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Messages - GarlicFarmer

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1
General Discussion / Re: Planted Garlic
« on: November 29, 2017, 10:19:22 PM »
     Glad your garlic is in the ground.  We just planted 4200 Spanish Roja cloves today.  Our ground is bare now and we are lucky to be able to plant.  Tonight it will drop to 22 degrees.  We will just be waiting till March before we see any green shoots.

     Randy Holdredge

2
General Discussion / Re: What did you do in the garden today ?
« on: November 18, 2017, 09:07:14 AM »
     Going out to plant 7000 cloves of garlic, mostly German Red.  Temp is 37 degrees with rain turning to snow this evening.  Hope to plant more next week before were snowed in till Spring.

     Randy Holdredge
 

3
General Discussion / Re: Planting Garlic
« on: November 01, 2017, 09:07:52 PM »
ccat,

     I lay down some 13-13-13 and mix in row before I plant in Fall (now).  I drop 400 lbs per acre,  which with 30' rows means 17,424 row feet.  This means sprinkle a cup of fertilizer every 10 feet .  I use my 2 row corn planter with fertilizer in fertilizer hoppers and the seed hoppers empty.  This lays out my row spacing and I make hills over the rows and plant into the hills or ridges.

Hope this helps.

Randy Holdredge

4
General Discussion / Re: Garlic selection and purchase
« on: October 03, 2017, 09:40:06 AM »
Daniel,

     Find a local Farmer's Market or roadside market and buy garlic that is locally grown.  This will give you a good chance it will grow for you as well.  The garlic type "Creole" may be a Hardneck but usually grow well in Southern climates.  The garlic at grocery stores are sometimes treated to prevent sprouting and usually don't grow as well as garlic from a local source.

     A lot of garlic is available online, but will usually be expensive compared to market garlic.

     Plant each clove with 1" - 2" of soil over it and space 5" - 8" apart.  I plant 8"- 9" apart.  I recommend rows be 15" or more apart.  I use triple 13 (13-13-13) fertilizer worked in before I plant.  This fertilizer is high in sulfur as many others are not.  Sulfur gives the garlic that bite or strong garlic taste.

     Remove flower stalks (scapes), after they are longer than 6", here that's mid June.  Dig up garlic when 40% - 50% of leaves are brown.  Here that is anytime in July.    Hang up in airy, shaded area to cure for 2-3 weeks for best taste.

     Plant in full sun and water 1" a week if rain isn't enough.  Plant in well drained soil where water doesn't stand or "pond".

     Good Luck,

     Randy Holdredge  (Hooke 'n Crooke Garden Tools)

5
General Discussion / Re: Finally dug all that garlic.
« on: June 30, 2017, 02:53:51 PM »
ccat,

     Great job! Your garlic looks great.  Next year they might be even bigger.
Thanks for the post and pictures.  Glad it grew well in your area as it usually grown in colder climates and requires some cold  temperatures to form cloves.

     Nice that you cleaned up the bulbs.  The garlic will taste much better in three weeks after it has cured.  Hang up with the stalks on until they are dry then you can cut off the stems leaving them 2" - 3" long which keep the bulbs from drying out and give leverage when you break them apart for use.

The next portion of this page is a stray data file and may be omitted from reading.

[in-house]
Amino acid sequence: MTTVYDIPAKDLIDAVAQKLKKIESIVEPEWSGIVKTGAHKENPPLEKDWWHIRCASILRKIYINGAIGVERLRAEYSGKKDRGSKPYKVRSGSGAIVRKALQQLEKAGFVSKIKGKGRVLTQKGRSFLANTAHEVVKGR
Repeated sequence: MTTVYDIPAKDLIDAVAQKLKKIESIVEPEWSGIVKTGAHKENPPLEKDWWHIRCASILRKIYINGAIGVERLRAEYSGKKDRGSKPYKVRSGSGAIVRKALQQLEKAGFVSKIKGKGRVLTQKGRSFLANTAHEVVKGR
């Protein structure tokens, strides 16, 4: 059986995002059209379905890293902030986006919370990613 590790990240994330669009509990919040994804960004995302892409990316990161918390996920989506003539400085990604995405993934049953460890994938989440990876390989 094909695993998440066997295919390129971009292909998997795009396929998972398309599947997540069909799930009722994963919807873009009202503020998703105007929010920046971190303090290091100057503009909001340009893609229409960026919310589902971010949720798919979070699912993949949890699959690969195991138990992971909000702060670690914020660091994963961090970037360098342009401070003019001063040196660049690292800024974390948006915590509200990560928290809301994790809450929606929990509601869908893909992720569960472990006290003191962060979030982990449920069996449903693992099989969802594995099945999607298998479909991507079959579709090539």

Congratulations!

     Randy Holdredge



6
General Discussion / Re: Triple 13
« on: March 18, 2017, 07:40:01 AM »
     I use Triple 13 because it contains some sulfur in it that is good for my garlic as well as other plants.  Most of the others like 19-19-19 don't have the sulfur in them.

     Randy

7
General Discussion / Re: Merry Christmas!
« on: December 24, 2016, 09:50:13 AM »
MERRY CHRISTMAS! - HOE - HOE - HOE
     and a Happy New Year!

8
General Discussion / Re: What did you do in the garden today ?
« on: November 20, 2016, 07:44:13 AM »
Got Lucky!
     Just planted the last of the garlic yesterday in 62 degree weather.  A few hours later it started to rain and snowed 3" overnight.  The fields will be a wet mess or frozen from here to Spring.  This means we will have a Garlic Season next year.

     It takes a month just to split open the 6000 bulbs into cloves for planting.  We still have 500 bulbs of Spanish Roja that we couldn't get to.  At least we will have plenty for cooking with.

     We planted 15,000 cloves Friday and the remaining 13,500 Saturday.  This is the most we have ever planted and our total planted is about 52,000 cloves.  The field is about 3 acres.  Now, we have all winter to figure out how to harvest and sell it next summer.

     A couple of years ago we missed our window by one day and the cloves molded in the cellar and could not be planted in the Spring.  That put us out of business for two years and now were back in business.

     Think of us if you need garlic.  We should have a little.

     Randy & Jo Ann & Scott

9
General Discussion / Re: I got a garlic question!
« on: September 20, 2016, 09:03:51 AM »
1shotwade,

     Everyone was giving you good advice so I had no need to comment except for one point.  I would not leave the tips of the bulbs above ground over the winter.  Mulch your garlic with 2" to 6" of loose material to protect them from hungry critters and to protect them from a hard freeze.  You can use leaves, grass clippings, quality hay without weed seeds, straw or other organic matter.  The mulch will keep the soil warmer by providing air to help insulate the garlic.